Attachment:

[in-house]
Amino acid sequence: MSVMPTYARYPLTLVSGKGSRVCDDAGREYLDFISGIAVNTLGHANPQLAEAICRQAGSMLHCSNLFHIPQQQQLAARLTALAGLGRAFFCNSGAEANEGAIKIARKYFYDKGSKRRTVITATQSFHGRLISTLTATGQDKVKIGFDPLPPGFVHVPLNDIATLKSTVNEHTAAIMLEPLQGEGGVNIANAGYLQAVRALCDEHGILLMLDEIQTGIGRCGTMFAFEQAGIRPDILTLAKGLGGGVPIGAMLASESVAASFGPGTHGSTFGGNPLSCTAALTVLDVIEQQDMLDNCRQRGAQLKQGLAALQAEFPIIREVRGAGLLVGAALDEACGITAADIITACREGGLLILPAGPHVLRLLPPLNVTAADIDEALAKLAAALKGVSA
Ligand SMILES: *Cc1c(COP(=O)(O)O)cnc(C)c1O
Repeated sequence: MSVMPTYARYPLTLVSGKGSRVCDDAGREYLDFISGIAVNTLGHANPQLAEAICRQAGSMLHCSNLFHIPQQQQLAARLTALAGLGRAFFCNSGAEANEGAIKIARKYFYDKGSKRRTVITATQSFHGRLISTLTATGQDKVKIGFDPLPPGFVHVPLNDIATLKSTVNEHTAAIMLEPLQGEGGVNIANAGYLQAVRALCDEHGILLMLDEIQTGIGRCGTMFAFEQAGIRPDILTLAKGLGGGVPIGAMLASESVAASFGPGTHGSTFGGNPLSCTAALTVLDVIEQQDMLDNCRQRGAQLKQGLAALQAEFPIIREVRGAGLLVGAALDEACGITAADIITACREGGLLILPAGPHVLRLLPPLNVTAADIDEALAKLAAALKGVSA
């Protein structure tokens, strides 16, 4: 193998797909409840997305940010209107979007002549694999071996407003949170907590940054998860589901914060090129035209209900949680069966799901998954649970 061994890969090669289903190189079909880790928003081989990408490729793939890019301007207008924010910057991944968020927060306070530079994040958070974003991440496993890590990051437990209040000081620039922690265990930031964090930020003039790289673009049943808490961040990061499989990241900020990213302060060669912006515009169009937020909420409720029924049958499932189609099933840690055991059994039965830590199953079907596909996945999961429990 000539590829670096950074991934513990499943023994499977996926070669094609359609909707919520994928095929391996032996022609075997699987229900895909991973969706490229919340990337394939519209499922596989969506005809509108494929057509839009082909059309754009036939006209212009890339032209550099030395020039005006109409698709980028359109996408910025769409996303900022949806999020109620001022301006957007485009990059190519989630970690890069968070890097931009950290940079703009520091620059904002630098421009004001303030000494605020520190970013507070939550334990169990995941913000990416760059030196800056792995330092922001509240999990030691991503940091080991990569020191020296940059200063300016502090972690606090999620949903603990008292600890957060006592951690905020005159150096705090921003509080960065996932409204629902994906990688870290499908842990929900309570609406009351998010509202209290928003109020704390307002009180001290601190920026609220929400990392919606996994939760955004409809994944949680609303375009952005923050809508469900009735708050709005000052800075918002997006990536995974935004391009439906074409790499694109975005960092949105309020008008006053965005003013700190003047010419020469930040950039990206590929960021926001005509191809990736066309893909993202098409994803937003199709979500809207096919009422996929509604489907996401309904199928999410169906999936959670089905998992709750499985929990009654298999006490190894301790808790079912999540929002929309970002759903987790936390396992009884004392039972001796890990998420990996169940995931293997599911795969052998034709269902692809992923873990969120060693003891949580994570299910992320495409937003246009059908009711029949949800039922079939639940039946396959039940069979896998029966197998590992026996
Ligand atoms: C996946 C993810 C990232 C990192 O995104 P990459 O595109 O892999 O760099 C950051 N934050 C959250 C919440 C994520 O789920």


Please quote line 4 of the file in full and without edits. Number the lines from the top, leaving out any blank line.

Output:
Repeated sequence: MSVMPTYARYPLTLVSGKGSRVCDDAGREYLDFISGIAVNTLGHANPQLAEAICRQAGSMLHCSNLFHIPQQQQLAARLTALAGLGRAFFCNSGAEANEGAIKIARKYFYDKGSKRRTVITATQSFHGRLISTLTATGQDKVKIGFDPLPPGFVHVPLNDIATLKSTVNEHTAAIMLEPLQGEGGVNIANAGYLQAVRALCDEHGILLMLDEIQTGIGRCGTMFAFEQAGIRPDILTLAKGLGGGVPIGAMLASESVAASFGPGTHGSTFGGNPLSCTAALTVLDVIEQQDMLDNCRQRGAQLKQGLAALQAEFPIIREVRGAGLLVGAALDEACGITAADIITACREGGLLILPAGPHVLRLLPPLNVTAADIDEALAKLAAALKGVSA